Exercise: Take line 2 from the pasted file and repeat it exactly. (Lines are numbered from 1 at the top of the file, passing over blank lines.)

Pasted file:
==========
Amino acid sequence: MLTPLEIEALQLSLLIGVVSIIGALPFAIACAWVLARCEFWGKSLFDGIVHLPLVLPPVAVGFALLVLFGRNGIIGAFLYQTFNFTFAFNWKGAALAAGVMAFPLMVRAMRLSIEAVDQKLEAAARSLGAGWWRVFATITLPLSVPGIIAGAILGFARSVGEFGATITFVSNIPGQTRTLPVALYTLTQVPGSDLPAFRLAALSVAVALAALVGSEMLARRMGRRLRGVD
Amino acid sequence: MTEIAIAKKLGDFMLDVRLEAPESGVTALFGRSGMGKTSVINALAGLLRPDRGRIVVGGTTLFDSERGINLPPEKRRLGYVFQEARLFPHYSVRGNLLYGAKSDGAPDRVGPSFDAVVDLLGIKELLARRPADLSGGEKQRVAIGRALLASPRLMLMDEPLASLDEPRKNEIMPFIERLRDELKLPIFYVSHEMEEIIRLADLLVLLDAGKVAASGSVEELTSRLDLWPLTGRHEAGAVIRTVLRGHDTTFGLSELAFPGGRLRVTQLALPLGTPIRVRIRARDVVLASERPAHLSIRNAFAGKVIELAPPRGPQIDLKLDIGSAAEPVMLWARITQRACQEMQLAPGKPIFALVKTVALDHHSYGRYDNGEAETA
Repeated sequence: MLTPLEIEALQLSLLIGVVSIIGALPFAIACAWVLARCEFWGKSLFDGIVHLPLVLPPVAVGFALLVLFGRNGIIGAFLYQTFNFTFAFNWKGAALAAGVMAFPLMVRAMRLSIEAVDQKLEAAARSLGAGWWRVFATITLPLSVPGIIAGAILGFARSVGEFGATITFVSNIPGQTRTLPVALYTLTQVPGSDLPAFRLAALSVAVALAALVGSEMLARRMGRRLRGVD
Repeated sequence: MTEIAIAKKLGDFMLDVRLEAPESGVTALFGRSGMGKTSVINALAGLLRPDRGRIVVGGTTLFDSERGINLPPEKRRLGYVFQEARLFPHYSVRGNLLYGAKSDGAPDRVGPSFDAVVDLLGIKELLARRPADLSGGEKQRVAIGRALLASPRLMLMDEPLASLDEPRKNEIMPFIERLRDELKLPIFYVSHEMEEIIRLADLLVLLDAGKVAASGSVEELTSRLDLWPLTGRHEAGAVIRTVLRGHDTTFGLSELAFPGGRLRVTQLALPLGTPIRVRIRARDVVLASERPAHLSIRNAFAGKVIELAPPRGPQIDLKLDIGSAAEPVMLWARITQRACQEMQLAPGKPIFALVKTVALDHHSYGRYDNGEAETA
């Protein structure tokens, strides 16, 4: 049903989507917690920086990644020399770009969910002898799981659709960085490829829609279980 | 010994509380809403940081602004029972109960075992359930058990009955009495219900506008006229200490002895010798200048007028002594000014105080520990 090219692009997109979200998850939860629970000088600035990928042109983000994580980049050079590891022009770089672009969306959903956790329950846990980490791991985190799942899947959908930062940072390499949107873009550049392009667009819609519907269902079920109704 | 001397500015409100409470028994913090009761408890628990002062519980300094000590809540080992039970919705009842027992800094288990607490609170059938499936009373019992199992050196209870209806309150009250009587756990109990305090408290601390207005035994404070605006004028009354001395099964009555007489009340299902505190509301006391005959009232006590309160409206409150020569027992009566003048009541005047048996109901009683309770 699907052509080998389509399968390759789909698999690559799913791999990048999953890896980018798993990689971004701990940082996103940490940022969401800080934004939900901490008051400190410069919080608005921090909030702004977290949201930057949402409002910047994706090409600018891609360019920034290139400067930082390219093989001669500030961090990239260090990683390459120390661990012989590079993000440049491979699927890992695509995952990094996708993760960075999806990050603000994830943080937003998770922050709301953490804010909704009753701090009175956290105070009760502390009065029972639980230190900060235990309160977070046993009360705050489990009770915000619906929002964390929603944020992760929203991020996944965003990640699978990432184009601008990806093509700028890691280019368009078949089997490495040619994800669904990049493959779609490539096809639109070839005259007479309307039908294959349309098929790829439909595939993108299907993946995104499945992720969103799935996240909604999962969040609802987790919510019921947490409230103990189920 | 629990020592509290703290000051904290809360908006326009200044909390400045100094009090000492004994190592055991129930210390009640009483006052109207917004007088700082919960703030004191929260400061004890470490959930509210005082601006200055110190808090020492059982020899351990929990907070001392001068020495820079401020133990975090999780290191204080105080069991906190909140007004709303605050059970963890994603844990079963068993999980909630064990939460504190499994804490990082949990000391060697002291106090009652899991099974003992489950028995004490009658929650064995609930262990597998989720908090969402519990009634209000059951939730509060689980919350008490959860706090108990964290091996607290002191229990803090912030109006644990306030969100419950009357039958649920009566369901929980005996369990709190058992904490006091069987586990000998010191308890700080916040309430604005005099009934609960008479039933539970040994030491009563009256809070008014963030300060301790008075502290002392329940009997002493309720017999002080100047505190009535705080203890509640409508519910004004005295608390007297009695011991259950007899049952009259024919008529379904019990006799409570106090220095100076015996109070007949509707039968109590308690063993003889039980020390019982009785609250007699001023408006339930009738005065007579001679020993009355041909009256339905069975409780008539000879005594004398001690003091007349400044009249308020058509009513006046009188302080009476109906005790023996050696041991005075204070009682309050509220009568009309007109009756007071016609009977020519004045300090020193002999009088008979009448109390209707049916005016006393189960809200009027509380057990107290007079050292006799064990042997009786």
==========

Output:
Amino acid sequence: MTEIAIAKKLGDFMLDVRLEAPESGVTALFGRSGMGKTSVINALAGLLRPDRGRIVVGGTTLFDSERGINLPPEKRRLGYVFQEARLFPHYSVRGNLLYGAKSDGAPDRVGPSFDAVVDLLGIKELLARRPADLSGGEKQRVAIGRALLASPRLMLMDEPLASLDEPRKNEIMPFIERLRDELKLPIFYVSHEMEEIIRLADLLVLLDAGKVAASGSVEELTSRLDLWPLTGRHEAGAVIRTVLRGHDTTFGLSELAFPGGRLRVTQLALPLGTPIRVRIRARDVVLASERPAHLSIRNAFAGKVIELAPPRGPQIDLKLDIGSAAEPVMLWARITQRACQEMQLAPGKPIFALVKTVALDHHSYGRYDNGEAETA